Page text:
Death sucks.

I was going to name this “On mourning and loss” but that sounded SO boring.  It may be.  If you don’t know someone dealing with loss (by that I mean a death…. why don’t we just call it dying? or death?  Why do we have to be so sterile and call it ‘loss’?)  Oh, sorry, you are still here.  If you don’t know someone dealing with death (of a friend or family member) then this may be boring.  We’ll see.

I recently had someone say “I don’t mourn well” to me.  I wondered, “How the hell do you mourn ‘well’?!?  Do you just cry all the time and only wear black and never smile and don’t go out at all?  Maybe you develop some kind of addiction to deal with the horrific all consuming grief?  Or do you keep a stiff upper lip?  You know, remain strong in the face of sadness… never showing a hint of weakness.  Or do you keep tight reigns on your grief?  You know… “never let work know”, “only cry when you are alone”, “by NO means burden anyone else with your inability to be happy in any given moment”.  Or do you just “stay positive? It will all be good, so keep smiling and don’t worry about anything?” (I know my smart quotes weren’t very smart there, but I am blogging on a time budget)

I think what my friend meant was that he is normal-but may not know it.  That he doesn’t do any of those awkward extremes, but  some how thinks maybe he’s supposed to.  (It was a passing conversation, so I didn’t have time to ask for clarification) What was interesting was the timing of that statement…

If you know me, you have probably heard me say that a day didn’t go by in 2012 that I didn’t cry.  My dad died of lung cancer in February, my son and his family (with two beautiful little granddaughters with them) moved out of state, a long time co-worker / friend left the state, and various other seemingly less significant losses/stresses – not least starting a business.  It was a HARD year.  But what’s kinda weird is that I probably laughed every day too.  (I laugh as I write that)  That is, however, very common for me.  I laugh a LOT. I told jokes, I went out with friends (but I took bathroom breaks to cry).  I worked and I played.  I don’t know if I mourned “well” but I mourned.

So the timing of my new friend’s comment…

October 5th marks the 31st anniversary of the death (and birth) day of my first child. She (Monica) was near full term (36 weeks) and had a 13th chromosomal trisome. (Downs syndrom is the 21st chromosome trisome).  At the time I remember feeling overwhelmed by the sense that she really WAS in a better place.  I felt like God kept her warm and held her close as the doctors tried to resuscitate her.  What a scary time for a little newborn, right?  When the Doctor came to tell me that they tried to revive her for 33.33 minutes I thought about Jesus and the estimated time of his life (33yrs) and felt, again so strongly, that HE was telling me he was there.  I was strong at the funeral and full of faith and hope for the future.  I cried a lot.  My C-section hurt from so much crying.  Life went on…. with all sorts of unrelated drama and joy.  I had 2 adorable boys after that and my life feels amazingly full. I love life, my life. I don’t feel jilted or gipped or slighted or like I am missing out because Monica died.  I just feel like Monica died.  Sad, you know. But just that.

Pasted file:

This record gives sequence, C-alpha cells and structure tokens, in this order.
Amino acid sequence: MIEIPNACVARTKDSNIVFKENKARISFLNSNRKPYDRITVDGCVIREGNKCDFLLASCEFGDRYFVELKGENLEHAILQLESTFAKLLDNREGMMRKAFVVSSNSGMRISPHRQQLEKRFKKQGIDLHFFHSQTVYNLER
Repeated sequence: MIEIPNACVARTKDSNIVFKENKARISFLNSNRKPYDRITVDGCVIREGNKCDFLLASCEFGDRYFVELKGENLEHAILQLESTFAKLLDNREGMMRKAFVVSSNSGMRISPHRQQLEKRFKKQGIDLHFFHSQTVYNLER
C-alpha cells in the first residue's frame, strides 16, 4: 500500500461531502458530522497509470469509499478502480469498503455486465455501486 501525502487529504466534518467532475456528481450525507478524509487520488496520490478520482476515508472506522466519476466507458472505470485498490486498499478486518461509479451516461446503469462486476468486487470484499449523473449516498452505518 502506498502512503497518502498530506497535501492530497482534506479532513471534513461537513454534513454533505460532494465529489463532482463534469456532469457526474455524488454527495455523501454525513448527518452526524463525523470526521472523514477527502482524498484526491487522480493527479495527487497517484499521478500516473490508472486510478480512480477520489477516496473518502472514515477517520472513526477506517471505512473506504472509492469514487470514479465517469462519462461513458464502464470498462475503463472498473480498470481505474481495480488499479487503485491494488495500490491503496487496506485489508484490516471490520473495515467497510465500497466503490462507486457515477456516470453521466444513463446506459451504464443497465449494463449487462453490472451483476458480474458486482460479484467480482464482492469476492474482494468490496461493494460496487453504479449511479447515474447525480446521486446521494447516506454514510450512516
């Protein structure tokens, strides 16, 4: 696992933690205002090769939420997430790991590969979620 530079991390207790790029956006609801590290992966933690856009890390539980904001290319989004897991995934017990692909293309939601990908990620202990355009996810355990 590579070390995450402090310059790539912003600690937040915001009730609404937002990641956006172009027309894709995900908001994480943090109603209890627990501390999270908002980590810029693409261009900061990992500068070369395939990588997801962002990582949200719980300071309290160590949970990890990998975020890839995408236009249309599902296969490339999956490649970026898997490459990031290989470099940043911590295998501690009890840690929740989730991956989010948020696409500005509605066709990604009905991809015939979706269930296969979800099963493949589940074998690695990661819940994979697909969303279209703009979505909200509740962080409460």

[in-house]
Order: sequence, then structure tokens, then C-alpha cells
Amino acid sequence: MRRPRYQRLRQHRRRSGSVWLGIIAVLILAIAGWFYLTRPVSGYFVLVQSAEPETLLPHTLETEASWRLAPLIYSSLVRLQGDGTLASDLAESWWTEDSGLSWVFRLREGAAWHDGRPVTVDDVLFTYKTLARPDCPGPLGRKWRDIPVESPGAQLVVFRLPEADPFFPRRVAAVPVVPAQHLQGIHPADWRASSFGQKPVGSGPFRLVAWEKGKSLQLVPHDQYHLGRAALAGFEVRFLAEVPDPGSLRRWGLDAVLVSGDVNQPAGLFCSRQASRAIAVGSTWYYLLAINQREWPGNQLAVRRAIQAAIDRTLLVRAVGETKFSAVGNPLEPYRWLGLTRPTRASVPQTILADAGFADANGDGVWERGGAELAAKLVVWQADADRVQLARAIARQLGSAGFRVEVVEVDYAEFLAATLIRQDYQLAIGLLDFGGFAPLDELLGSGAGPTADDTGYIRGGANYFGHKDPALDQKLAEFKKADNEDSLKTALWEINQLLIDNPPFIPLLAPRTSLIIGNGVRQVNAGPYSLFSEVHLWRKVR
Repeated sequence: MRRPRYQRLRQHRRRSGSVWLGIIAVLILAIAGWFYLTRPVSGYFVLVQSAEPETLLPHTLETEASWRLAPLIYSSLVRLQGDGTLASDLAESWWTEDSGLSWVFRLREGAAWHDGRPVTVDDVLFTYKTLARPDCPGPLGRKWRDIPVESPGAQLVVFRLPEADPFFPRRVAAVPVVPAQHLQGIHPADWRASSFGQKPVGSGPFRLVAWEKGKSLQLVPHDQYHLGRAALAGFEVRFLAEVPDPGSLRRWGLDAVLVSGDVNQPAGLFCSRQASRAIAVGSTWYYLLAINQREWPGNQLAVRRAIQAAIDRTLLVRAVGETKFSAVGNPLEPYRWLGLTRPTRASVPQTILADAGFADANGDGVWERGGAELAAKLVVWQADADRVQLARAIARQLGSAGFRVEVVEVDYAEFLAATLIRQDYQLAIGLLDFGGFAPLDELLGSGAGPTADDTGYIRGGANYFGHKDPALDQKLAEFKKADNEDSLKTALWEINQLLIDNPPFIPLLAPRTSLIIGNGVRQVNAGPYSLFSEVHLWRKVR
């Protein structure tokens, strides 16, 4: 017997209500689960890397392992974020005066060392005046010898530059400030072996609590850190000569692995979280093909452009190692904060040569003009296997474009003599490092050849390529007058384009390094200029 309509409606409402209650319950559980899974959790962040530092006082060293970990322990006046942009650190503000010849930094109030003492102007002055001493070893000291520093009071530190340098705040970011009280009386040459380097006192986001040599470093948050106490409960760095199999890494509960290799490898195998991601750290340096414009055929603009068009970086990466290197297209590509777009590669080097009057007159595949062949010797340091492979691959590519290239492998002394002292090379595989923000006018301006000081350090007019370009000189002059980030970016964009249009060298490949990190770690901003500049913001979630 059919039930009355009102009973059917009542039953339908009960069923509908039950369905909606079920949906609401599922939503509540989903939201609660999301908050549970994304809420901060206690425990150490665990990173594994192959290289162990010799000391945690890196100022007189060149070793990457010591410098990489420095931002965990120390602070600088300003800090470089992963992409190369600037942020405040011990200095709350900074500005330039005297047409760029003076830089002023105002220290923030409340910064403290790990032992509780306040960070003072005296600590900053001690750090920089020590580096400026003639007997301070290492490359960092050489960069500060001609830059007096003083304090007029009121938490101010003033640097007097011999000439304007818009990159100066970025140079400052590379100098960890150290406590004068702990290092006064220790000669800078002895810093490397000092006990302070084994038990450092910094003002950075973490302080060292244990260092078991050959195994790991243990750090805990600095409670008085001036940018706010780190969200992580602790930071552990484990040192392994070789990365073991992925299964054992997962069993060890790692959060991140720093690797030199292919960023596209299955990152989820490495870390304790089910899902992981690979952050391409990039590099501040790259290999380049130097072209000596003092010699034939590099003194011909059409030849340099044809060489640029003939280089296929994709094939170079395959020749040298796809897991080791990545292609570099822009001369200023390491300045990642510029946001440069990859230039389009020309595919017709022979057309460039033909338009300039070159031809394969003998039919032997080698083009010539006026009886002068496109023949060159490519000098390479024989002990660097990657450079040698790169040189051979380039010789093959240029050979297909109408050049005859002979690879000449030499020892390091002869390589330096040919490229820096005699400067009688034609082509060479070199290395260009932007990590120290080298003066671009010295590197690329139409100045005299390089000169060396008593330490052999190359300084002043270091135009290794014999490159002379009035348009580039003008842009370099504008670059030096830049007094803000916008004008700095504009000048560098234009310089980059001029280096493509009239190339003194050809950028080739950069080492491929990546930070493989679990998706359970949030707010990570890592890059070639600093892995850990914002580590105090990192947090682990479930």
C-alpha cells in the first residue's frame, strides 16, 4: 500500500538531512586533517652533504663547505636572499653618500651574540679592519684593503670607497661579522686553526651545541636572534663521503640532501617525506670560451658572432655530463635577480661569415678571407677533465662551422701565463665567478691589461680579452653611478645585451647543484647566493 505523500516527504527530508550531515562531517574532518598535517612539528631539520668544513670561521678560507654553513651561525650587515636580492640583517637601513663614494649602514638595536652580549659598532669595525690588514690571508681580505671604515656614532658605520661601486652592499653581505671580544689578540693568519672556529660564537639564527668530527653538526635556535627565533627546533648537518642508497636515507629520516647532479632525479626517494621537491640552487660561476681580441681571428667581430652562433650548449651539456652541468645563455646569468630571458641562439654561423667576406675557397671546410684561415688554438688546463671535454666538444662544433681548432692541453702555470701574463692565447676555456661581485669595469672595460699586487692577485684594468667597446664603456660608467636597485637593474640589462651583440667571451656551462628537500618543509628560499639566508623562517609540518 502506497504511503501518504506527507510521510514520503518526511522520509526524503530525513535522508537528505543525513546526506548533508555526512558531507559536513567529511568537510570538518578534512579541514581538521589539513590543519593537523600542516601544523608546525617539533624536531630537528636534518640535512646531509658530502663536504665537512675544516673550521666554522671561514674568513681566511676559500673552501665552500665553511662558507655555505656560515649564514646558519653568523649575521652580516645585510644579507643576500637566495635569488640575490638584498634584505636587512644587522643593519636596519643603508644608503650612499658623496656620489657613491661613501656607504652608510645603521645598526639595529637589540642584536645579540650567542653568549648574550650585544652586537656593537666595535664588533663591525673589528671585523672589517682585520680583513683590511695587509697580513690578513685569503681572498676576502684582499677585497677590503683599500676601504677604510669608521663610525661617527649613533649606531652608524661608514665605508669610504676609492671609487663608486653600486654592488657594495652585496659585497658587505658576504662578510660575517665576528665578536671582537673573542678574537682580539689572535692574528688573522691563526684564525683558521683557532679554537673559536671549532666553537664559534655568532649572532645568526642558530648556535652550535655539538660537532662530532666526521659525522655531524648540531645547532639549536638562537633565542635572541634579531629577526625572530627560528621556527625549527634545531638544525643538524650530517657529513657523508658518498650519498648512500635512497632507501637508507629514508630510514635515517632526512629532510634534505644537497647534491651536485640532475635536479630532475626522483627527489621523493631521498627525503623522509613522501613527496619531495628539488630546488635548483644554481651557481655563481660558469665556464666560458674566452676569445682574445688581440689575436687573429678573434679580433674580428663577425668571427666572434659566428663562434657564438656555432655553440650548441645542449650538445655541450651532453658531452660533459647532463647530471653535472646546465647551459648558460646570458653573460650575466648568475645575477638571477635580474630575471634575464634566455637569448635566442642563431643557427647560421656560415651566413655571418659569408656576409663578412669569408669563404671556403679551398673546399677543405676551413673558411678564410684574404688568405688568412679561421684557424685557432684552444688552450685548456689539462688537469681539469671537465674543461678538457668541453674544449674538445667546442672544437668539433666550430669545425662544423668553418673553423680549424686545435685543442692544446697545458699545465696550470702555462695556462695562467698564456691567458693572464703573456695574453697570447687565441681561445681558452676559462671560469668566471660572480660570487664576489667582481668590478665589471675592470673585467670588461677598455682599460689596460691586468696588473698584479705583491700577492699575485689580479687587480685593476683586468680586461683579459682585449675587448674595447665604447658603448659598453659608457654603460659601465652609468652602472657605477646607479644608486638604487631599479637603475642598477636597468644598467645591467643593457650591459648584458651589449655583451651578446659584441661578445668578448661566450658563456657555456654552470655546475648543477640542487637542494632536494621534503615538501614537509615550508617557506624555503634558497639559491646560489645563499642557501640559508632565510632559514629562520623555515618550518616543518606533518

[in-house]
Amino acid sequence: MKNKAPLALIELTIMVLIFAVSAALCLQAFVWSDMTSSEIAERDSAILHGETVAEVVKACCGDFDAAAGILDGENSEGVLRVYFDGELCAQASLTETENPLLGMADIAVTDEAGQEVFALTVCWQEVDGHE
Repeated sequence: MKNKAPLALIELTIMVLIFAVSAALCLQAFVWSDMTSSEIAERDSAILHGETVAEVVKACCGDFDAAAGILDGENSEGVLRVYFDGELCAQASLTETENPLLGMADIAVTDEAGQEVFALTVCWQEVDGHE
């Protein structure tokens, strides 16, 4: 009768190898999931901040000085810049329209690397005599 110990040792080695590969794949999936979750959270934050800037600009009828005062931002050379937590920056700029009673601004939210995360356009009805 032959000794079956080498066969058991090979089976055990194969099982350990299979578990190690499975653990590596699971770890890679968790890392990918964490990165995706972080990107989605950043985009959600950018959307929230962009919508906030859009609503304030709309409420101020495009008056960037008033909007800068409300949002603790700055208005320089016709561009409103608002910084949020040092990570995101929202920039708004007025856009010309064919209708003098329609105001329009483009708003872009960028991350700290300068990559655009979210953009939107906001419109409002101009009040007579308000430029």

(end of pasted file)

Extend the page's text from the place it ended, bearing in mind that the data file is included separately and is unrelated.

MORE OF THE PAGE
As I get older tho, surprisingly, it gets harder.  Seeing all my kids (mine and his) grow up -being so proud of each of them –  the pain of not having Monica in that group gnaws at me just a little  – this time of year.  Questions that I don’t even ask – because they are pointless.  “What would she have looked like?  Would she have had thick black hair? Would she love sports or music?  Would we have gotten along?”… I know those questions loom in the back of my mind, but I don’t really spend time on them because, of course, they are unanswerable. I don’t even feel like I ‘want / need’ the answers.  It’s just normal to wonder.

Here is another surprise. Every year, about this time I remember how much I love fall.  I get all geared up to be in love with fall, the beautiful leaves, the brisk air… This time of year makes me feel so powerful and productive… but oddly, I am not.  I notice that the brisk air causes me to forget stuff.  Like where I am going, where to turn to get to the next place, when my next appointment is…. I sometimes ‘wake up’ at a destination I hadn’t intended to go to. People say things to me and it makes me cry, the very same things they may have said to me last week that didn’t bother me at all.  I am utterly fragile. This happens for a few days until again, seemingly suddenly, I realize… “Today is October 5th.”  Oh. that.

For many years this has taken me by surprise.  I tend to live intensely in the moment, so that even tho I am aware of the ‘date’, I often forget that it means “Christmas is actually TOMORROW.” or “Guy’s birthday is TODAY.” (even tho I have planned for it for weeks) So the fact that October 5th sneaks up on me is completely normal.  But my body knows.  It remembers the smells, the feeling of the air, the hint of color, the music I listened to, the color of my bedroom and the green tomatoes my mom fried for me while I cried in the bath. 

Is it mourning well to still be sad, every year, 31 years later? Or did I do a poor job of it the first time?  (I laugh as I write that) I feel like it’s silly.  I don’t get the ‘purpose’ of it.  I mean, nothing is going to change, right?  I am not even wishing it to, really. I love my life.  But there is life in me that is sad, for one week in October.


Death sucks.




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